Spoke & folk on the Fox
We came for the spinning and stayed for the singing
Last Labor Day Weekend, with both of our daughters away at college, my wife Debbie and I found ourselves freshly minted empty-nesters. Having some newly found alone time - and a need to train for an upcoming fall bike tour - we decided to explore one of the many bike trails in the Chicago area. Some of the suburban Chicago bike path options included the Illinois Prairie Path, Des Plaines River Trail and Fox River Trail.
I left the decision up to my wife. Debbie chose the Fox River Trail based on shopping rather than cycling considerations. On the Fox River Trail, we would be rolling through Geneva, Illinois, home of some of her favorite home accessory and knick-knack shops. After all, our inventory of potpourri was getting to dangerously low levels.
I had never ridden the Fox River Trail and was excited to explore it even if it meant overexposure to lavender scented candles and dried flower arrangements.
The Fox River Trail runs for 39.5 miles in a north-south direction from the city of Algonquin to Oswego. In Algonquin, the Fox River Trail merges with the Prairie Trail, which runs all of the way north to the Wisconsin border. For the bulk of its length, the route hugs its namesake, the Fox River. Nearly the entire trail is paved, with the exception of a short gravel section a few miles south of Algonquin. Since the trail stays close to the river, there is little elevation change along the route.
As of this writing, a half mile section of the trail is closed due to a washed out bridge section south of the city of Elgin. The Kane County Forest Preserve said that the bridge should be re-opened this fall. Needless to say, I was advised to stay off the closed section. On a subsequent bike ride, I decided to play scofflaw and check out the closed bridge. I found the bridge to be passable, but if you aren't paying attention, you and your bike could easily be swimming in the Fox River.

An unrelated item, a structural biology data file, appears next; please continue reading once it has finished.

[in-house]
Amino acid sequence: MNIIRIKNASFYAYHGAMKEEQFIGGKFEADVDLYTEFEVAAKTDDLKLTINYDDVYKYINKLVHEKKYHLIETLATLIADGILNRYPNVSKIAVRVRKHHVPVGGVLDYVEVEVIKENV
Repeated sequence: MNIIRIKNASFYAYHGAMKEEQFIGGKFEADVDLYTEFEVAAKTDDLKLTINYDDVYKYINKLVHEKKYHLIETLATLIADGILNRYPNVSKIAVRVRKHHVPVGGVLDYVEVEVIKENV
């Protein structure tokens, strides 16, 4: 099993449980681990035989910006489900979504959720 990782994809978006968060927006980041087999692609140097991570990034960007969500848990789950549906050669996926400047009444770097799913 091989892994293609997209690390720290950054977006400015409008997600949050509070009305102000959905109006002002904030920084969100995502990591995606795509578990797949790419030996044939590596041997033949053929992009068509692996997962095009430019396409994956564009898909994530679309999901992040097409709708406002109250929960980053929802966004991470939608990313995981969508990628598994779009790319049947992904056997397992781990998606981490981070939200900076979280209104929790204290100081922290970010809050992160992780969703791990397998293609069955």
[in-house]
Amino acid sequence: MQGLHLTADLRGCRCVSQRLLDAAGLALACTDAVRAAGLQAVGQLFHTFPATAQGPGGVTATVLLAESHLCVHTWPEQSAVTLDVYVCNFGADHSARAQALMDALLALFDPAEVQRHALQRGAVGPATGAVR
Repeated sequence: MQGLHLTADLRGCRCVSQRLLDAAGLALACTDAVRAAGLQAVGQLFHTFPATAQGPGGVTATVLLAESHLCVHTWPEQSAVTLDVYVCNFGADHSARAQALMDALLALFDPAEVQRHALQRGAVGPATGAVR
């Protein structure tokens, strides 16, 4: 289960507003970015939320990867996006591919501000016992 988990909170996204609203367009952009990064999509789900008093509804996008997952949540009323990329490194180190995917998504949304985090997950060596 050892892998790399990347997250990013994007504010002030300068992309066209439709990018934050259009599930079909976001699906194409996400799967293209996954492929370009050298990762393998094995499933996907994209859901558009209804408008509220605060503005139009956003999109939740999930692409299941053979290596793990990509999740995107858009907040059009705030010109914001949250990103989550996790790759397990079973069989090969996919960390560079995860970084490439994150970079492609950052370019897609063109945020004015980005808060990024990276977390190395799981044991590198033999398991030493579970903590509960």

The Fox River Trail has a little bit of something for everyone. While hammerheads may be tempted to ride the Fox and Prairie trail all of the way north to America's Dairyland, there are plenty of noncycling alternatives to get you off the saddle. If spinning through a closed trail section is not your idea of gambling, then spinning a roulette wheel at one of two riverboat casinos may be. There's the Hollywood Casino in Aurora and the Grand Victoria Riverboat Casino in Elgin. Along the route you'll find numerous parks, forest preserves, and museums. In the town of East Dundee, you will have a hard time not stopping at a trailside Dairy Queen to reload the calories you've just burned off. In case you are looking for more organic fare, East Dundee hosts a Saturday farmer's market a few hundred yards away from the DQ.
Our Labor Day plans were to log some serious morning miles in the saddle before some equally serious shopping in the boutiques of Geneva. The ride started out at Geneva's Island Park. Island Park is located a little southwest of the intersection of State Street (Highway 38) and Bennett Street (Highway 25). A bike shop is located just north of the park along the trail. We headed south towards Batavia on a smooth tree-lined trail that shadowed the river. Soon a number of diversions turned our focused training ride into an attention deficit disorder experience.